Friday, September 08, 2006

2 Epigrams

     from The Greek Anthology

It must be dirt that keeps me quiet.  Weight
     like this no child should have to bear.
     I cannot move.  They do not care,
Who bore me early and have left me late.


I learned to write these epigrams
from reading J. V. Cunningham’s.
I know that I should be too proud
to witness such a debt aloud,
since he has never showed a sign
of learning much from reading mine.

Thursday, August 17, 2006

And Monsters Underneath the Bed

The prince of darkness keeps a nightlight on,
Casper the friendly ghost, Count Chocula
The sweet undead, or Spiderman the lord
Of flies.  It helps him when the shadows grow
A second head or look like Angela,
So white, her bodice and her breasts are one
Insipid sight.  No princess for the prince
Who keeps his favorite souls in coffee cans
Along with his loose change.  They make a sound
Like pinto beans or minute rice.  He thwarts
His nightmares with the songs of nursery school.
Last time he was in hell, he took a snack—
A juicebox and his favorite fruit, handpicked.
Tonight he can smell ashes on his breath
And hear a jewsharp twanging where his chest
Would be if he were more conventional.
A flashlight underneath the blanket helps,
But not that much, too much to know, too soon.

Monday, August 14, 2006

And So to Bed

     This is a really old poem.   It appeared in the Ball State University Forum.

To dinner we had Paul and Sam, my bosses,
and their young blonded wives (acquired lately,
at no small charge of alimony, losses
of stock and children, both lamented greatly).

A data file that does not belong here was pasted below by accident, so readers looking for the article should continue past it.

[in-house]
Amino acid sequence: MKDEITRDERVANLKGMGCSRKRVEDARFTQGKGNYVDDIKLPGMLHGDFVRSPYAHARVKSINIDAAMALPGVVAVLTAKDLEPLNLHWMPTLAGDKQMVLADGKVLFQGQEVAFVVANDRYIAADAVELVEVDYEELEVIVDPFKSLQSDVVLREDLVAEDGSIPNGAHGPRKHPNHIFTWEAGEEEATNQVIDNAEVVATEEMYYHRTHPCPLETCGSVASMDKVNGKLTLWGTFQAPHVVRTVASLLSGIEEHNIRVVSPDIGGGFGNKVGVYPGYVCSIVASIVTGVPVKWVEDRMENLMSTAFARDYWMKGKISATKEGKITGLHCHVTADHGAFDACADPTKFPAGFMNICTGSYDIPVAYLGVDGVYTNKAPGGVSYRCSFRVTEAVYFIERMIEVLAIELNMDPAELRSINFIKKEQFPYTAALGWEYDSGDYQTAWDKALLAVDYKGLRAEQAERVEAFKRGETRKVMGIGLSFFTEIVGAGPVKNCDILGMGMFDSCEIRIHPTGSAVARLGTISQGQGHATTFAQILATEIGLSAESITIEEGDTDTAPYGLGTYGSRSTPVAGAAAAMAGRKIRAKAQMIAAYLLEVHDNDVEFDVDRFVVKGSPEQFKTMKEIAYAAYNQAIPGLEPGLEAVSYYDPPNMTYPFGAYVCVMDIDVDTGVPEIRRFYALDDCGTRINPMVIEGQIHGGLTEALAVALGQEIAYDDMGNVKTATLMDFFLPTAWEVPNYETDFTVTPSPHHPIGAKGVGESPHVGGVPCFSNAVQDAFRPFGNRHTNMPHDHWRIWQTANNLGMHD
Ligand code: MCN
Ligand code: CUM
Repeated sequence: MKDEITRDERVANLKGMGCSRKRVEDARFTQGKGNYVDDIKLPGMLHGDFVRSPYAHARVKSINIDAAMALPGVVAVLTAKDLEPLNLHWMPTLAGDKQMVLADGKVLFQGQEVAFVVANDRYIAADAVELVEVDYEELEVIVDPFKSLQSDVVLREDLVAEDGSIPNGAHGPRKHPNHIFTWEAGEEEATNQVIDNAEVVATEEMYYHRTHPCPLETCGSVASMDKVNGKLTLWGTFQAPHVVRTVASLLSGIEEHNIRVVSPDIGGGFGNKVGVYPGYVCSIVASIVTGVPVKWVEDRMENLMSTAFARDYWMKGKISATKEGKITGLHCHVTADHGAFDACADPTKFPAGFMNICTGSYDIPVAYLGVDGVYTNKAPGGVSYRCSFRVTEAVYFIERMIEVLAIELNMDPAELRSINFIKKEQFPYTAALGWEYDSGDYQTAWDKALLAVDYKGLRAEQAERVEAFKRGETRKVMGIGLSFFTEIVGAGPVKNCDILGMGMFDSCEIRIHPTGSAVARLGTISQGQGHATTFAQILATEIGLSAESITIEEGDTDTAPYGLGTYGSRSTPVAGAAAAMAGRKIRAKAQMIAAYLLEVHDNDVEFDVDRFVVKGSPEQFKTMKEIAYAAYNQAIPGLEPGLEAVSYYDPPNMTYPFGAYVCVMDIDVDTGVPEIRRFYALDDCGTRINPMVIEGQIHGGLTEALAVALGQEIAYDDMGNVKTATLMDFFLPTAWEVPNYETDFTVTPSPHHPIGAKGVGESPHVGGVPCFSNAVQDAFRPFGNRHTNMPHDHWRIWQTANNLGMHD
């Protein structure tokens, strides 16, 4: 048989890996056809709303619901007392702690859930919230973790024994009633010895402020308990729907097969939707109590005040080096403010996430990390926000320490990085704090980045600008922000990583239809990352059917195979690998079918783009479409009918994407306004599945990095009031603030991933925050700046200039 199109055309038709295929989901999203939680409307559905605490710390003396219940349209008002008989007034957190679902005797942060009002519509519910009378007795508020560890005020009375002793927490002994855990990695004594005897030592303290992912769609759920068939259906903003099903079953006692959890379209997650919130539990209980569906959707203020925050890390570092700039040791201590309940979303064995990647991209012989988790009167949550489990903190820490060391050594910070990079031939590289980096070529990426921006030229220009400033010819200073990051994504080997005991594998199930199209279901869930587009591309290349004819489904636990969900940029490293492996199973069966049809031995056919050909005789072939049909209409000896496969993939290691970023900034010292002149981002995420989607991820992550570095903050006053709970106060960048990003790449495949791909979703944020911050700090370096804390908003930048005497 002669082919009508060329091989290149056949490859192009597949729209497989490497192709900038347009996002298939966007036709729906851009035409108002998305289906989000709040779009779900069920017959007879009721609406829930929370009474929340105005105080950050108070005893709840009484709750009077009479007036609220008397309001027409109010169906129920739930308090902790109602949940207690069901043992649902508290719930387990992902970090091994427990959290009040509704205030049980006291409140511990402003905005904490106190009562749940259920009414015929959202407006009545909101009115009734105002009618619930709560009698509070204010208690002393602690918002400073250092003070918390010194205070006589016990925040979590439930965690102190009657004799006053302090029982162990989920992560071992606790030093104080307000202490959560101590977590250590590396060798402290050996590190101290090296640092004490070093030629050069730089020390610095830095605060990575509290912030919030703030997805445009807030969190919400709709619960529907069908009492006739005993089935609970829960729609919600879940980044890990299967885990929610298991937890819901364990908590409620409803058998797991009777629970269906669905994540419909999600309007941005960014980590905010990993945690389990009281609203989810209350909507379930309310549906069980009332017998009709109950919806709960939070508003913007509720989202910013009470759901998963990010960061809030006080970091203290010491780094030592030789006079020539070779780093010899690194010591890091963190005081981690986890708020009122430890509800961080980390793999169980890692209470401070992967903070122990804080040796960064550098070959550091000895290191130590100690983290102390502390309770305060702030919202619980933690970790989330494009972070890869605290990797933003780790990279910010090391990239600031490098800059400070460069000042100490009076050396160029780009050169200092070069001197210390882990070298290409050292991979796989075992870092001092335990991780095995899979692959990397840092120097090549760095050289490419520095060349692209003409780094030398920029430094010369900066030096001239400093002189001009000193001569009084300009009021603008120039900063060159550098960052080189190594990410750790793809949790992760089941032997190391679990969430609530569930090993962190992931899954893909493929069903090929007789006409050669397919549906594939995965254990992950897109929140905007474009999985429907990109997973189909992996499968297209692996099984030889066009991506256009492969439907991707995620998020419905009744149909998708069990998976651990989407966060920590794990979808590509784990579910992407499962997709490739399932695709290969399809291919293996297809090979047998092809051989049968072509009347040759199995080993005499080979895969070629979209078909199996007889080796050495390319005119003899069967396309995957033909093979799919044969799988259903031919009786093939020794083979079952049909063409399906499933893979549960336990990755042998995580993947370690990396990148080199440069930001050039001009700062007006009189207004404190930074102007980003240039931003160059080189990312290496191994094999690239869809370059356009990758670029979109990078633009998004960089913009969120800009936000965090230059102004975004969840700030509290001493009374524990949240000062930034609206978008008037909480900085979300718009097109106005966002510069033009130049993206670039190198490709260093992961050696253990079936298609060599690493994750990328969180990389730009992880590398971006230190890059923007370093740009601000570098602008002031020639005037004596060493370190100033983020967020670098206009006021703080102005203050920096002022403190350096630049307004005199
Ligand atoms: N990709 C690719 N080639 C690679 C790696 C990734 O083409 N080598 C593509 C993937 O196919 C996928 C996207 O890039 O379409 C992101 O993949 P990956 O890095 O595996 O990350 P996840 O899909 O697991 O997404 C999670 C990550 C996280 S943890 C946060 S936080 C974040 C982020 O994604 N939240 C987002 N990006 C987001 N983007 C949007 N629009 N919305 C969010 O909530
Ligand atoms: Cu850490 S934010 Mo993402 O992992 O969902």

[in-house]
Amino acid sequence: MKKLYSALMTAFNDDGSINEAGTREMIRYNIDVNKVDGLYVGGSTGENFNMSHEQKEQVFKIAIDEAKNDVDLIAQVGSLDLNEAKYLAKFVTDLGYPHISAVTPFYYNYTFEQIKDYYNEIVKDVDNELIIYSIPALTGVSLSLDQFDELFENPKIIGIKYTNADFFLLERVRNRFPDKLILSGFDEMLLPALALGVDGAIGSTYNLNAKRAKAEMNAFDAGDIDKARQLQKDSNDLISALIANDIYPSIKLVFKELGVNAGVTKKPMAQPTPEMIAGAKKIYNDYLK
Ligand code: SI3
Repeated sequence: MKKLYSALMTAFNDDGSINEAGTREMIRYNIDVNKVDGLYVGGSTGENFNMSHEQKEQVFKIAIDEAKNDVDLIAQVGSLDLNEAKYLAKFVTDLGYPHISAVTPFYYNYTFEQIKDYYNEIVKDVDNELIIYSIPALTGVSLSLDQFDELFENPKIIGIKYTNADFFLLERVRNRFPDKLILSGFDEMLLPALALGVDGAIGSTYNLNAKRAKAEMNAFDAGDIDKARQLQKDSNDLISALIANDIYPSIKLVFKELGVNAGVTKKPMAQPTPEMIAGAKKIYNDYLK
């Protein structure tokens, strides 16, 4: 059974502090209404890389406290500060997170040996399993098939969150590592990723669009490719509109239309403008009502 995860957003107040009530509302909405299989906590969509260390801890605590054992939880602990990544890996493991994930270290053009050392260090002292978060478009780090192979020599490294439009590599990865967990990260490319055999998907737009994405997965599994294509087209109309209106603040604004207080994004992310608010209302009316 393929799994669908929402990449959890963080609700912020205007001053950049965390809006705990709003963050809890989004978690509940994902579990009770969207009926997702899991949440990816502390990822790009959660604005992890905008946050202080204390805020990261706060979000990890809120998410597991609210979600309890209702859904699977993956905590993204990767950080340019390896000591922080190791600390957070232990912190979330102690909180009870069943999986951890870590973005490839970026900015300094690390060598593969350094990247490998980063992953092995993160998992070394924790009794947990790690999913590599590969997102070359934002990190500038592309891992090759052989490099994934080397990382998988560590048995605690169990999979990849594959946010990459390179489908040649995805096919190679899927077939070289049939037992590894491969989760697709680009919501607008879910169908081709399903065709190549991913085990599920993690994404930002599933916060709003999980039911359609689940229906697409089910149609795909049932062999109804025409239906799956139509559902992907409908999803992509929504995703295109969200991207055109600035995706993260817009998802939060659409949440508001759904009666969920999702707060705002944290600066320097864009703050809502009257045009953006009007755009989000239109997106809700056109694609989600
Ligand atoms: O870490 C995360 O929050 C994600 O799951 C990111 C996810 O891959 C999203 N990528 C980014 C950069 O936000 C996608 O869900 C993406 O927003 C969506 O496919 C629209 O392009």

The trout was awful—thawed a bit and breaded.
Sam said he knew where corporately we’re headed
(to hell, he thinks).  Paul never says too much.
He drank almost two bottles of my best
French white bordeaux; I thought he looked a touch
green towards the end.  His wife was tightly dressed,
skirt slit to the thigh (which, nudging against mine,
made me uncomfortable, what with the wine).
Michelle wore her blue denim suit, of course.
She looks less like a preppie than a horse
after a couple joints.  I thinks she keeps
me back, of which Paul’s drinking is a sign.
Then, much as always, after all departed,
she starts to strip.  And here the poor tears started
(her fists curl up and shudder when she weeps).
I might have been gentler in what I said.
A final cigarette.  And so to bed.

Saturday, August 05, 2006


The stones evince no brogue, the skyline not
A trace of paddy, taters, or the wee
Dear men in funny shoes and buckled hats.
Vikings, you say? A pyre burns the night,
Which helps me read this ATM. I've no
Experience of euros, and I falter.
Never you mind. A lacerated heart,
A kidney grilled for breakfast: these are good
Solid attractions. Phonics stroll the park,
The poteen in them brewing up a storm;
And maybe help will come from God or Spain,
And Pizza Place, just up the street, delivers.
But not from evil, nor from cheesy bits.